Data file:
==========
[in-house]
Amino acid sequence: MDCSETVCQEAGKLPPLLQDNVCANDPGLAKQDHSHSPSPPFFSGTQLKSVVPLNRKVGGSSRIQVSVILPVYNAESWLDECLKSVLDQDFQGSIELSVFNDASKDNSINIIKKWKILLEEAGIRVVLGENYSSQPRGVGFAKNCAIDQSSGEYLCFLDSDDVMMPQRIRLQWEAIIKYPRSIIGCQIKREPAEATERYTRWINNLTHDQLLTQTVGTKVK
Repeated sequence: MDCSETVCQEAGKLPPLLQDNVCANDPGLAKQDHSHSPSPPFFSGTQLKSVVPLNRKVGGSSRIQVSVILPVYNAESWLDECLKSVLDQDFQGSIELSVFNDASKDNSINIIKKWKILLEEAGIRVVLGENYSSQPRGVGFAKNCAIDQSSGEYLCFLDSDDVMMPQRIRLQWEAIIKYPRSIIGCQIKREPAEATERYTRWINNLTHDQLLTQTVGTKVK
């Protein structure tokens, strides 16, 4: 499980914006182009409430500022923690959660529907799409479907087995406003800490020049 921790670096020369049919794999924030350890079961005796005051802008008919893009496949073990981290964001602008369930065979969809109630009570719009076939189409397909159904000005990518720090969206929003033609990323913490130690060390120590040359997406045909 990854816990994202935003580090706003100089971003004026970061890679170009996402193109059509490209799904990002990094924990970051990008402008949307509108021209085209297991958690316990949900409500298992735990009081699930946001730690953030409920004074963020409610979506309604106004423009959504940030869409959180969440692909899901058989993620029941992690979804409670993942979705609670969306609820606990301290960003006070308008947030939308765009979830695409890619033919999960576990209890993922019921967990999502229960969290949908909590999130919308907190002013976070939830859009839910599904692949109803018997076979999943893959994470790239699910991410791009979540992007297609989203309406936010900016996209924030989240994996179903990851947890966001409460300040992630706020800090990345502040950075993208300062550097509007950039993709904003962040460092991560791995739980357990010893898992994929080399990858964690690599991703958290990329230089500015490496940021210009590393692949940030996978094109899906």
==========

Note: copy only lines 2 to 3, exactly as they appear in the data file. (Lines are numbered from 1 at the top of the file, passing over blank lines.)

Amino acid sequence: MDCSETVCQEAGKLPPLLQDNVCANDPGLAKQDHSHSPSPPFFSGTQLKSVVPLNRKVGGSSRIQVSVILPVYNAESWLDECLKSVLDQDFQGSIELSVFNDASKDNSINIIKKWKILLEEAGIRVVLGENYSSQPRGVGFAKNCAIDQSSGEYLCFLDSDDVMMPQRIRLQWEAIIKYPRSIIGCQIKREPAEATERYTRWINNLTHDQLLTQTVGTKVK
Repeated sequence: MDCSETVCQEAGKLPPLLQDNVCANDPGLAKQDHSHSPSPPFFSGTQLKSVVPLNRKVGGSSRIQVSVILPVYNAESWLDECLKSVLDQDFQGSIELSVFNDASKDNSINIIKKWKILLEEAGIRVVLGENYSSQPRGVGFAKNCAIDQSSGEYLCFLDSDDVMMPQRIRLQWEAIIKYPRSIIGCQIKREPAEATERYTRWINNLTHDQLLTQTVGTKVK